The two weekend games have serious implications in the standings. The Cougars (16-5-3-0) are third in the league, three points behind the second-place Chiefs (17-5-2-2) who have played two more games than Cariboo. A pair of wins for the Cougars would move them into second place behind the league-leading Fraser Valley Thunderbirds (20-4-1-1).

Sprague struck upon the idea of playing the outdoor game last year when the Cougars and Chiefs played two indoor games at Fort Forum. He saw the outdoor rink that was built 10 years ago and the idea was born. Sprague says he wants to make it an annual event.

"This isn't something we want to do just one year, we've got 11 teams in the league and we want to do it for the next 10 years and have a different team each year," said Sprague. "This puts the north on the map, that we're able to do something like this that nobody else can do in our province. It's going to be great."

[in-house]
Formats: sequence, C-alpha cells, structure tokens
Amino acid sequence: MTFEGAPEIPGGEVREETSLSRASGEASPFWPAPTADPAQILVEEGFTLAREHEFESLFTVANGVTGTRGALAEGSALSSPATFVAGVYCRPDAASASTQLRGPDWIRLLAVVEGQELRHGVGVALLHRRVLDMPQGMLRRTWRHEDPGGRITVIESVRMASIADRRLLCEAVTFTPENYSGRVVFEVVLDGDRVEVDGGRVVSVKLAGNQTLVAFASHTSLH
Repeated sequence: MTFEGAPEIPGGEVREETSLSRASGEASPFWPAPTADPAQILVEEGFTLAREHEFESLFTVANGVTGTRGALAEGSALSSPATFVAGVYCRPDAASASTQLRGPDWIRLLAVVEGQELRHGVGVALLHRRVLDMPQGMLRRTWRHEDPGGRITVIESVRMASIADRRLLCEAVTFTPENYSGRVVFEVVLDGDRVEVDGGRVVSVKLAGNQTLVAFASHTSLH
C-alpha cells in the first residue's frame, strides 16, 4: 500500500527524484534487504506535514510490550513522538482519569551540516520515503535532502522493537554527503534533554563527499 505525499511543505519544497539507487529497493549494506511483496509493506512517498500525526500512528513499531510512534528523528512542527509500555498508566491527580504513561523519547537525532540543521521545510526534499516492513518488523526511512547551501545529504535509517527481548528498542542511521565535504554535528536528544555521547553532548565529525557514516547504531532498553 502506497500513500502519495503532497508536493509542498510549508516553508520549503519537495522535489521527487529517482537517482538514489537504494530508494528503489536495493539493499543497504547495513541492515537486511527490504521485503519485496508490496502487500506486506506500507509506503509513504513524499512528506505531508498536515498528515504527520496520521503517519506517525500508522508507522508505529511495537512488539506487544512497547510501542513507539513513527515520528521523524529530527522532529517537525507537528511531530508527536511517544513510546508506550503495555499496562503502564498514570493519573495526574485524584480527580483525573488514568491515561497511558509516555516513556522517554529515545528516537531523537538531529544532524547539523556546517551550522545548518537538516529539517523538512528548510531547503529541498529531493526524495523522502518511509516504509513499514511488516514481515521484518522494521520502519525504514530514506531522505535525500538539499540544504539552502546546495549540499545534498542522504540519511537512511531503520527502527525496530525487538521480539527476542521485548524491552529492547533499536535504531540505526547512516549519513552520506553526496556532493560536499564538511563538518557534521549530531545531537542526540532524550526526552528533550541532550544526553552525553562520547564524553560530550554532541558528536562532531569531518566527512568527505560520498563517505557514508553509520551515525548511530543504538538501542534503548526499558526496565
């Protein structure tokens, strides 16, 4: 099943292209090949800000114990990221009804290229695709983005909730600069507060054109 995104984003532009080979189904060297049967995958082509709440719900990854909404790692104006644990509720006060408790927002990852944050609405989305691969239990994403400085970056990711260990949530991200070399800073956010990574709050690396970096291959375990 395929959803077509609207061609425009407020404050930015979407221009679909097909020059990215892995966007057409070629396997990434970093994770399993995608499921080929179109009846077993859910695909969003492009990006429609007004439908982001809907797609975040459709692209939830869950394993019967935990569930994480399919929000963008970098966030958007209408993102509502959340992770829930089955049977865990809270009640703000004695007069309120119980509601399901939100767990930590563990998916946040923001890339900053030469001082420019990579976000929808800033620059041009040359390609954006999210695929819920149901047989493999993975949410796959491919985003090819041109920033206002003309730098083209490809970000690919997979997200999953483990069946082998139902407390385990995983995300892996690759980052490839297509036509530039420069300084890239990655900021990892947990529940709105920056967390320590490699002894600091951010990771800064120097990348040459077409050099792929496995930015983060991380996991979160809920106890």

Sprague says the game should give Fort St. James minor hockey a needed shot in the arm.

"Hockey has been dwindling here in this community," said Sprague. "You see a lot of the parents and the kids are having to go to Prince George or the (hockey) academies and we're hoping the school stuff we've been doing with the younger-aged kids will get them back into it.

"This can be a legacy for these two communities (Nak'azdli Whut'en and Fort St. James), something that's great for all ages. It will get kids more excited about the game of hockey. My coaches and our players love the game and they play it because they love it. It gives them good structure and accountability in their lives."

A fan bus donated by Northern Spirit Transportation will leave from Kin 1 for Fort St. James Sunday at 11:30 a.m.